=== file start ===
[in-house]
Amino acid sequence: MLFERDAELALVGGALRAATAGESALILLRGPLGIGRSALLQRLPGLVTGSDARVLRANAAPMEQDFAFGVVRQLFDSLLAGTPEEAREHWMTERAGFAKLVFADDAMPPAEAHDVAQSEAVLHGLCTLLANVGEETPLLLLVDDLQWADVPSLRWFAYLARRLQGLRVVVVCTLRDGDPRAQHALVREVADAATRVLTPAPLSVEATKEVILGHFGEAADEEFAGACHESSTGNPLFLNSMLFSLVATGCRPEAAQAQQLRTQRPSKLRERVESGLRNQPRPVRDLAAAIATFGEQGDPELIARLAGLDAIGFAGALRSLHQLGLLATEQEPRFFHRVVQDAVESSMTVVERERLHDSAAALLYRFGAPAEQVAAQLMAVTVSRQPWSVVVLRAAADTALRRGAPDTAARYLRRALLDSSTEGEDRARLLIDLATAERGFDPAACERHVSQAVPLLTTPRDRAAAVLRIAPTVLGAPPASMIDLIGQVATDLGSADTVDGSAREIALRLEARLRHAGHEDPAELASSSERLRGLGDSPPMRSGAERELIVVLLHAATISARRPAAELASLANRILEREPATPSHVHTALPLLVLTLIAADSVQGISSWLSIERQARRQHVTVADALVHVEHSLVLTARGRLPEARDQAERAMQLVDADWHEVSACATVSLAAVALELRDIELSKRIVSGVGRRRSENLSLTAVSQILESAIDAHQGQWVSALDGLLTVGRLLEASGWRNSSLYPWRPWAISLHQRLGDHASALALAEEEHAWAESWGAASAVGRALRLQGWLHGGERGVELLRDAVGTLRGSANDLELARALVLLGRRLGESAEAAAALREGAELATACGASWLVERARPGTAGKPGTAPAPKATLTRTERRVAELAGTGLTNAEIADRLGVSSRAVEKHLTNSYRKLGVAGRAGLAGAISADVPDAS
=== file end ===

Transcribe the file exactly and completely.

[in-house]
Amino acid sequence: MLFERDAELALVGGALRAATAGESALILLRGPLGIGRSALLQRLPGLVTGSDARVLRANAAPMEQDFAFGVVRQLFDSLLAGTPEEAREHWMTERAGFAKLVFADDAMPPAEAHDVAQSEAVLHGLCTLLANVGEETPLLLLVDDLQWADVPSLRWFAYLARRLQGLRVVVVCTLRDGDPRAQHALVREVADAATRVLTPAPLSVEATKEVILGHFGEAADEEFAGACHESSTGNPLFLNSMLFSLVATGCRPEAAQAQQLRTQRPSKLRERVESGLRNQPRPVRDLAAAIATFGEQGDPELIARLAGLDAIGFAGALRSLHQLGLLATEQEPRFFHRVVQDAVESSMTVVERERLHDSAAALLYRFGAPAEQVAAQLMAVTVSRQPWSVVVLRAAADTALRRGAPDTAARYLRRALLDSSTEGEDRARLLIDLATAERGFDPAACERHVSQAVPLLTTPRDRAAAVLRIAPTVLGAPPASMIDLIGQVATDLGSADTVDGSAREIALRLEARLRHAGHEDPAELASSSERLRGLGDSPPMRSGAERELIVVLLHAATISARRPAAELASLANRILEREPATPSHVHTALPLLVLTLIAADSVQGISSWLSIERQARRQHVTVADALVHVEHSLVLTARGRLPEARDQAERAMQLVDADWHEVSACATVSLAAVALELRDIELSKRIVSGVGRRRSENLSLTAVSQILESAIDAHQGQWVSALDGLLTVGRLLEASGWRNSSLYPWRPWAISLHQRLGDHASALALAEEEHAWAESWGAASAVGRALRLQGWLHGGERGVELLRDAVGTLRGSANDLELARALVLLGRRLGESAEAAAALREGAELATACGASWLVERARPGTAGKPGTAPAPKATLTRTERRVAELAGTGLTNAEIADRLGVSSRAVEKHLTNSYRKLGVAGRAGLAGAISADVPDAS